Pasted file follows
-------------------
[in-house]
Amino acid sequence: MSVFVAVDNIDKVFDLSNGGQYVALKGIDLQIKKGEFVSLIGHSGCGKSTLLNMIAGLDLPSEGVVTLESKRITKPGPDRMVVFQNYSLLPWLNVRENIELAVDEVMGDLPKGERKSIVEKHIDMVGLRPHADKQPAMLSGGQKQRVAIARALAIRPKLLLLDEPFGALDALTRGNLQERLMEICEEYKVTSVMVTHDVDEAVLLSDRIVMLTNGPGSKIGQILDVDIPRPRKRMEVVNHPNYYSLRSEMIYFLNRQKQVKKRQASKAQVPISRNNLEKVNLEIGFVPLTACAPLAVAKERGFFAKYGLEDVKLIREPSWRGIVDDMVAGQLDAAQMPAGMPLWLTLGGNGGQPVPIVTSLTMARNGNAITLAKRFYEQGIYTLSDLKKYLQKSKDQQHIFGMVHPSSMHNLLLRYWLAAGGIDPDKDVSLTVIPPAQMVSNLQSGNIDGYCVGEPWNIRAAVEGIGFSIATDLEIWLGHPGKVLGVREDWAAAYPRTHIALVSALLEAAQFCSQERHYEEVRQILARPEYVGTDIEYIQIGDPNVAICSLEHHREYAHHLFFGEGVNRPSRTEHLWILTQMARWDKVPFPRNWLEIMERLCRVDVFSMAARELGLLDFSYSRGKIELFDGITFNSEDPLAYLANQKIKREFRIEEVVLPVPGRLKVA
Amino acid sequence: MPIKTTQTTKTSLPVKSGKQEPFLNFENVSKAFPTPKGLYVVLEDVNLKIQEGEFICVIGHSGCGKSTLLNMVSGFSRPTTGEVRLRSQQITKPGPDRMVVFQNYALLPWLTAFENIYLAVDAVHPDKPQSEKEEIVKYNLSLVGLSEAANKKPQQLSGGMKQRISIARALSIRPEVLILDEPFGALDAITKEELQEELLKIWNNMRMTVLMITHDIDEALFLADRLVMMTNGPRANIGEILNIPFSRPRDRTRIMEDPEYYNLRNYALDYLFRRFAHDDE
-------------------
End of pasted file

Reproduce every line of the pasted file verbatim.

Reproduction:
[in-house]
Amino acid sequence: MSVFVAVDNIDKVFDLSNGGQYVALKGIDLQIKKGEFVSLIGHSGCGKSTLLNMIAGLDLPSEGVVTLESKRITKPGPDRMVVFQNYSLLPWLNVRENIELAVDEVMGDLPKGERKSIVEKHIDMVGLRPHADKQPAMLSGGQKQRVAIARALAIRPKLLLLDEPFGALDALTRGNLQERLMEICEEYKVTSVMVTHDVDEAVLLSDRIVMLTNGPGSKIGQILDVDIPRPRKRMEVVNHPNYYSLRSEMIYFLNRQKQVKKRQASKAQVPISRNNLEKVNLEIGFVPLTACAPLAVAKERGFFAKYGLEDVKLIREPSWRGIVDDMVAGQLDAAQMPAGMPLWLTLGGNGGQPVPIVTSLTMARNGNAITLAKRFYEQGIYTLSDLKKYLQKSKDQQHIFGMVHPSSMHNLLLRYWLAAGGIDPDKDVSLTVIPPAQMVSNLQSGNIDGYCVGEPWNIRAAVEGIGFSIATDLEIWLGHPGKVLGVREDWAAAYPRTHIALVSALLEAAQFCSQERHYEEVRQILARPEYVGTDIEYIQIGDPNVAICSLEHHREYAHHLFFGEGVNRPSRTEHLWILTQMARWDKVPFPRNWLEIMERLCRVDVFSMAARELGLLDFSYSRGKIELFDGITFNSEDPLAYLANQKIKREFRIEEVVLPVPGRLKVA
Amino acid sequence: MPIKTTQTTKTSLPVKSGKQEPFLNFENVSKAFPTPKGLYVVLEDVNLKIQEGEFICVIGHSGCGKSTLLNMVSGFSRPTTGEVRLRSQQITKPGPDRMVVFQNYALLPWLTAFENIYLAVDAVHPDKPQSEKEEIVKYNLSLVGLSEAANKKPQQLSGGMKQRISIARALSIRPEVLILDEPFGALDAITKEELQEELLKIWNNMRMTVLMITHDIDEALFLADRLVMMTNGPRANIGEILNIPFSRPRDRTRIMEDPEYYNLRNYALDYLFRRFAHDDE